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Crime of the Century

How the elite media and the CIA failed to Investigate the 1981 papal assassination attempt.

12:00 AM, Apr 7, 2005 • By THOMAS JOSCELYN
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The CIA man's reaction: "You have no proof," he said to the bewilderment of the committee staffer. Rognoni fired back, "What proof do you want?" This evidence, plus numerous pieces of additional evidence, had led many in Western Europe to the proper conclusion. But the CIA had raised the standard of proof to unachievable levels. Levels that, as Safire noted, the "Soviet bloc will make impossible to meet."

The CIA's skepticism was not limited to close door meetings with Italian officials, however. Safire explained,

Meanwhile, in other capitals--and in Washington--middle-level CIA men with journalistic contacts have been pooh-poohing the story. In Rome, U.S. foreign service officers have been telling Italian diplomats that the investigation is an international embarrassment.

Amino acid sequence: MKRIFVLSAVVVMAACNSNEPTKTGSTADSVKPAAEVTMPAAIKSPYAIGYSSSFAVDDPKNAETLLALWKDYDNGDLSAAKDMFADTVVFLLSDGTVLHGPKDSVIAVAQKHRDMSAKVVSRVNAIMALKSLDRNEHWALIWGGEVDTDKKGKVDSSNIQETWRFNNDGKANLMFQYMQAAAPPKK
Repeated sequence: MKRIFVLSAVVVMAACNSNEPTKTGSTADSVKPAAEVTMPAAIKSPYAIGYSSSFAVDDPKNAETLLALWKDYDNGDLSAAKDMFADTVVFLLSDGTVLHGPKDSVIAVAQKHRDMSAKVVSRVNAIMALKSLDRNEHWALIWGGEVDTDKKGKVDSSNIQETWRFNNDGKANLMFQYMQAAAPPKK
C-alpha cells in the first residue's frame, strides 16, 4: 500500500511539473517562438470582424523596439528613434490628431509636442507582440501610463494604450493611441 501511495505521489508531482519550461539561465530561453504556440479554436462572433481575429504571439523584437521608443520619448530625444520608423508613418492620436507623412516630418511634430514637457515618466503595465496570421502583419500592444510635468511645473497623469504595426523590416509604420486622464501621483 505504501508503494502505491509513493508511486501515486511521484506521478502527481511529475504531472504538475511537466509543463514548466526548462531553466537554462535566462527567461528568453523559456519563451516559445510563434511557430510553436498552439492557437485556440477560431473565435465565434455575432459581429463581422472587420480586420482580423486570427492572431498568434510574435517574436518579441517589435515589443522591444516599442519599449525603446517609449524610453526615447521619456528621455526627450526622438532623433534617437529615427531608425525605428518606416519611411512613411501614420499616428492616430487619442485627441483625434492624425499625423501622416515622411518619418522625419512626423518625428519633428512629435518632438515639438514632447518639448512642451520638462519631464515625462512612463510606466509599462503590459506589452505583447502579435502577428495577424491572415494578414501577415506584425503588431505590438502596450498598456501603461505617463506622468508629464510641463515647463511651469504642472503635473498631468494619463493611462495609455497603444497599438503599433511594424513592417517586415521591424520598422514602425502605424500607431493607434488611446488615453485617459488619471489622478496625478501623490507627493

And there it was. Relying on CIA and State Department sources that had no interest in investigating Bulgarian-Soviet involvement in the assassination attempt, the elite media first refused to investigate the numerous threads of evidence and then downplayed evidence turned up by investigators outside of their clique.

The lessons to be drawn from this affair are numerous. Mistakes in the intelligence game are very easy to make. But, at the very least, every thread of evidence should be pulled and the evidence weighed.

Unfortunately, once again the elite media ignores a fantastic story.

Thomas Joscelyn is an economist who works on antitrust and security issues.